Commercial, Industrial, Regulation, Sourcing Renewables - October 26, 2016
Ohio businesses push Legislature on clean energy
that were frozen in 2014.
The commercial and industrial corporate energy users, which collectively employ more than 25,000 employees in Ohio, comprise The Campbell Soup Company, Clif Bar & Company, Gap Inc., Jones Lang LaSalle Inc., or JLL, Nestlé S.A., Owens Corning, Schneider Electric, United Technologies; and Whirlpool Corp., according to an Oct. 25 news release from the coalition organized by Ceres.
The group is calling on the state Legislature to reinstate Ohio's clean energy standards as they debate a series of proposals in the final weeks that the General Assembly is in session this year. Before Ohio's renewable energy and energy efficiency standards were placed on hold in 2014, they had been in place since 2009 and, the coalition argues, had been working, producing cost savings for the state's businesses.
Each of the businesses in the coalition released their own statements about the standards, which Ceres has compiled on its website. Campbell, whose six facilities in Ohio comprise an office building, manufacturing plant, food processing plant and three retail stores, said ending the freeze would help remove barriers and promote incentives for low-carbon energy options.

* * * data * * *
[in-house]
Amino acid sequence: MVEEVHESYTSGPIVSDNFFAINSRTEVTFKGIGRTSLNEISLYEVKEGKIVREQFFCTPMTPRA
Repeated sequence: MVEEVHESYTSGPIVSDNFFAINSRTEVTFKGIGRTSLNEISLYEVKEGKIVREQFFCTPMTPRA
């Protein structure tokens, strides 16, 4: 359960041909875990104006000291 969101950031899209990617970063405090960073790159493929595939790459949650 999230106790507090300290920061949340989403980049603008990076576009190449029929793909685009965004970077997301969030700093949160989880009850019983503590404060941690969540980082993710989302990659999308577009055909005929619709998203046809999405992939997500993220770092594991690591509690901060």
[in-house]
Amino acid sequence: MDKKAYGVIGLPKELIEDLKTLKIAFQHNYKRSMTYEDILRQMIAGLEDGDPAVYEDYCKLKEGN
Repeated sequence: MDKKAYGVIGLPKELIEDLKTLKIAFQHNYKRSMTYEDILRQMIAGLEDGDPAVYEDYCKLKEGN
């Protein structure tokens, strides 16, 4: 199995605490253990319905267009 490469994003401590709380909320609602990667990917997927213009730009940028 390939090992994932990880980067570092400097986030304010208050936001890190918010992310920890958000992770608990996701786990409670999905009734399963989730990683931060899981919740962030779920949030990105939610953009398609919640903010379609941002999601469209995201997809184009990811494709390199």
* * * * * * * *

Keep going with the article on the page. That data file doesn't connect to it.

"Continuing to undo smart clean energy policies won't help us build a stronger Ohio for tomorrow," Campbell's Dave Stangis, vice president, corporate social responsibility, said. "We believe renewable energy and energy efficiency are good for the environment and good for business."
As evidence, Campbell, which just this year joined the U.S. DOE's Better Plants program, said that it's solar project at its Napoleon, Ohio, food processing plant is expected to save the company $4 million and eliminate 250,000 metric tons of greenhouse gas emissions over the 20-year period of its purchase agreement.
Ceres said during the freeze on the energy standards: utility companies reduced services to customers, in some cases, suspending energy efficiency programs; clean energy jobs moved out of state; and Ohio’s wind industry lost more than 1,400 jobs last year, according to the report by the Clean Energy Trust and Environmental Entrepreneurs.
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